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December 17, 1936 - Image 5

Resource type:
The Michigan Daily, 1936-12-17

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THURSDAY, DEC. 17, 19,36





T han 5,000 ExpectedTonight At Annual League Open How


League Doors
To Be Opened1
For All Todaj
Entertainment To Include
Stanley Chorus, Bridge,
Raffles AndPing Pong
To Start At 7:30 P.M.'
House Committee Will Acti
As Guides; Others To Be
Dance Hostesses ,
More than 5,000 members of the
student body are expected to attend
the annual League Open House,
scheduled to be held from 7:30 to 10
p.m. today, it was announced by Har-
riet Hathaway, '37, head of the
League house reception committee
and chairman of the affair.
Featured entertainments for thei
evening are to include a program of
song by Stanley Chorus, under the
direction of Wilmot F. Pratt, Uni-
versity carillonneur. They will sing
the following selections: "Bring a
Torch, Jeannette, Isabelle," an old
French carol, "The Sleigh," "Good
Christian Men, Rejoice," and a Celtic
lullaby, according to Eileen Lay, '37,
president of the group. They are to
sing at 9:30 p.m. in the ballroom.
Offer Bridge Prizes
A duplicate bridge tournament is
to be held in the Alumnae Room,
which will behdirected by Conway
Magee. Four hands will be playedl
and prizes, consisting of University
seal playing cards, will be given out
later in the evening. It will not be
necessary to bring a partner for
bridge, Miss Hathaway said.
The drawing of the Kappa Kappa
Gamma raffle, for the provision of a
memorial scholarship fund, is also to
be held at this time. Prizes are to be
two Kadette radios and a certificate hi
to Burr, Patterson & Auld's, jewelers.:
Tickets may be obtained from Betty o
Basse, '37. thi
The entire League bulding is to be gi
open for inspection. Although men hi

Sehiapiaelli House Coat Features.

Linda Wool

Cast Of 21 Seeced Dol Must Design 70 Costumes
For Ch irents Play For The Yeomen Of The Guard'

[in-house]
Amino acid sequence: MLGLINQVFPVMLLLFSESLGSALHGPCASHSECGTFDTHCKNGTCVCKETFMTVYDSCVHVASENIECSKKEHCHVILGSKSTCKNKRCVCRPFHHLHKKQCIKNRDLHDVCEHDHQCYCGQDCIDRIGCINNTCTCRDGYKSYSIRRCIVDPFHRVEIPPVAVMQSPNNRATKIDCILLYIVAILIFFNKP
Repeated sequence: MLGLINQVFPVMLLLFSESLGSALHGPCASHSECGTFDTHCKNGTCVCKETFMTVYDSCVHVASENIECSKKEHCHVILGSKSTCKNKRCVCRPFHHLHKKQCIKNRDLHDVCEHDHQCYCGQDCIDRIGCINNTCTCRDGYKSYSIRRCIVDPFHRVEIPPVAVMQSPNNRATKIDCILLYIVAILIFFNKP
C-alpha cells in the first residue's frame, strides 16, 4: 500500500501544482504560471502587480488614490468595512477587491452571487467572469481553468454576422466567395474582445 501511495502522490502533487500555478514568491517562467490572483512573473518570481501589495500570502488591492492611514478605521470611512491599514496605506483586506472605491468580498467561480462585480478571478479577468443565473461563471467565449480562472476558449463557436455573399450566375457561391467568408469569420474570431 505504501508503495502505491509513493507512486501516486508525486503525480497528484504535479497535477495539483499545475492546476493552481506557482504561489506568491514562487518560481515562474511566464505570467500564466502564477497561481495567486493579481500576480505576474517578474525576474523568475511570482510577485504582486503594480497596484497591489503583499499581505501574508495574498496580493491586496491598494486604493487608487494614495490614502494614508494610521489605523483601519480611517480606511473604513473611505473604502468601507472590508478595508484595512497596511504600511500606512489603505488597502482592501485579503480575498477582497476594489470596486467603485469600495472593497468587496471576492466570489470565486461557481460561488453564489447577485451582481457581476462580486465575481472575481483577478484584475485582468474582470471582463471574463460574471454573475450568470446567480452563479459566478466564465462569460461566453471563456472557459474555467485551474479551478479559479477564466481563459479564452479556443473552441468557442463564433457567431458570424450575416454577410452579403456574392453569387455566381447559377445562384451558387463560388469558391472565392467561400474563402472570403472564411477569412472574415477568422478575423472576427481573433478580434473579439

A cast of 21 players for "The Little
Princess," second presentation of the
Children's Theatre which will be.
given Jan. 7 and 8, has been select-
ed by Sarah Pierce, Grad.. director.
This play is a dramatization of the
story of Sara Crewe by Frances
Hodgson Burnett, author of a num-,
ber of children's classics, of which
perhaps the best known is "The:.
Secret Garden."
Thirty-nine more children will beI
given the chance to see either this,
production or the last of the Chil-!
dren's Theatre series through recent.
donations to the fund for under-
privileged children which were made
by Prof. Arthur L. Dunham of the,
history department and Sigma Al-'
pha Epsilon fraternity. This brings,
the total up to 444 out of the 500
children whom the theatre can ac-
Faculty To Join
General Exodus
For Vacations'
Meetings And Conventions
Attract Many Professors
To Various Cities
When the students make their gen-
eral exodus tomorrow, many mem-
bers of the faculty will join them
in travelling to all parts of the coun-
Dean and Mrs. Joseph A. Bursley
are going to Asheville, N. C., for the,
whole vacation to be the guests of
friends. Prof. and Mrs. Philip Bur-
sley will be in New York visiting their'
son and daughter.
Prof. Arthur Cross, Richard Hud-.
son professor of history, is leaving
after Christmas for Boston, where he
will visit friends and the Harvard{
Club. He then expects to go to1
Providence, R. I., to attend the meet-
ings of the American Historical So-1


"A stitch, a tear, a press, a trim"-
that is tile job of James Doll, Grad.,
who has the responsibility of design-
ing and supervising the making of
the costumes which will appear in
Gilbert and Sullivan's operetta, "The

to design the costumes and secure the
correct material was "Alice in Won-
derland," Doll continued, for there
was much construction work in addi-
tion to the difficulty in designing
and collecting the material.

Yeomen of the Guard. ' Costumes Are Gay
He has for several years been cos- Doll believes that the audience
tume director for Play Production in should subconsciously feel the show
addition to appearing in several of through the suggestion of the cos-
the productions. "The Yeomen of the tones. He will endeavor, therefore,